Review: 2 Women in a Cell, Grasping for Sanity in ‘No One Is Forgotten’

The girls in the cell might be journalists, they might be activists, they might be assist staff. They don’t appear to know the place they’re or how lengthy their captivity has lasted. They have little hope of launch, except if by launch you imply loss of life. Death they look ahead to.

“No One Is Forgotten,” Winter Miller’s serious-minded new play — its loyalties divided between the theatrical and the reportorial — is about prisoners of conscience. Probably. A playwright and a journalist, Ms. Miller wrote this 90-minute drama in response to the rising numbers of journalists who’ve been captured and killed in latest years. When she discovered of the killing of Jamal Khashoggi, she determined to self-produce and direct it.

At Rattlestick Playwrights Theater, the viewers is seated on 4 sides of a concrete cell (the set design is by Meredith Ries), naked besides for a waste bucket. It is inhabited by two girls. We finally be taught their names, Lali (Renata Friedman) and Beng (Sarah Nina Hayon), however little about their prior existence or the particulars of their relationship. Instead we see them work to maintain themselves sane and alive — consuming, exercising, taking part in I Spy, consuming their very own urine when no water is introduced. We by no means see their captors, and since the sound design, by Tyler Kieffer, is purposefully summary, we don’t actually hear them both.

Subjugated characters who move time in anticipation of a salvation that by no means arrives will doubtless recall to mind “Waiting for Godot” — and if anybody has ever puzzled what it will be like if the Beckett property allowed girls to carry out that play, it will in all probability look one thing like this. But Ms. Miller, a former analysis assistant for Nicholas Kristof at The New York Times and the writer of the play “In Darfur,” has journalistic and activist instincts that don’t all the time mesh together with her absurdist, theatrical ones.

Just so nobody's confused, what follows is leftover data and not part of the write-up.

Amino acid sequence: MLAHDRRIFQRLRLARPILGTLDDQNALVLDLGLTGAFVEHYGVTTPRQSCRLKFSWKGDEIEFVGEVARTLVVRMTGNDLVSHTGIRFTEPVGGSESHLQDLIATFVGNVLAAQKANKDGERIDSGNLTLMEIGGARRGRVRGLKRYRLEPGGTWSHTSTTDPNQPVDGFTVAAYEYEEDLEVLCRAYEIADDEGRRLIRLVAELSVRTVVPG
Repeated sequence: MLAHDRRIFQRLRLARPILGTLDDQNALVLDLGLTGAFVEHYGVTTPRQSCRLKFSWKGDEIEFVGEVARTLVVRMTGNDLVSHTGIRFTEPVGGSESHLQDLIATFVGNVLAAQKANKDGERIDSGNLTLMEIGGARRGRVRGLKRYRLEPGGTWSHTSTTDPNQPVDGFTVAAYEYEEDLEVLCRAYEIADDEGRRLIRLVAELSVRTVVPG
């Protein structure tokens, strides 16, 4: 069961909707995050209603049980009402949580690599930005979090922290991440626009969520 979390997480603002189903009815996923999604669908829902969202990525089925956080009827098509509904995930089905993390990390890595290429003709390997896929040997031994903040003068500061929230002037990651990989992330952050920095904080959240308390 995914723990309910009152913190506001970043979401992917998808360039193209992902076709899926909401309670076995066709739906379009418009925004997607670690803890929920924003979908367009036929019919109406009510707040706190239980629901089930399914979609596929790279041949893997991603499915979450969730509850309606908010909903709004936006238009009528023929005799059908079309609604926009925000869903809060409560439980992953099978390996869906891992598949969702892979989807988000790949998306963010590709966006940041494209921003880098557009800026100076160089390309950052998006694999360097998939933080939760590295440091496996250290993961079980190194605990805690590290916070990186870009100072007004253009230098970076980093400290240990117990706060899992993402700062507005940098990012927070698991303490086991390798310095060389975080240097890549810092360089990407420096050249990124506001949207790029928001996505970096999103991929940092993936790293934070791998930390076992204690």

The play is usually very exact, as in that scene of urine consuming and in a lot of its terminology — Mazda Miata, gaucho pants, tangelo. But extra typically it’s airier and surprisingly withholding in its reluctance to particularize these girls. Actually, these girls needn’t even be girls. A notice in the script means that the play may simply as simply have been staged with a man and a girls or two males, although right here the interrupted intercourse scenes recommend one other potential purpose for Lali and Beng’s confinement. The play oscillates, uneasily, between the precise and the overall, the summary and the concrete.

I don’t particularly like feeling unhealthy on the theater, however as I left Rattlestick (getting out the door was one thing of a problem owing to the stage configuration), I puzzled why I didn’t really feel worse. I’d think about imprisonment in a international nation as extra boring, extra terrifying. Instead, “No One Is Forgotten” felt brisk, well-structured, boldly carried out. At instances I puzzled if this was a jail in any respect or just an allegory for long-term intimacy. (I’m nonetheless questioning.) Ms. Miller’s level could also be that this type of imprisonment can occur to anyone, however doesn’t it matter extra that it occurs to anyone?

No One Is Forgotten
Through July 27 at Rattlestick Playwrights Theater, Manhattan; 866-811-4111, Running time: 1 hour 30 minutes.

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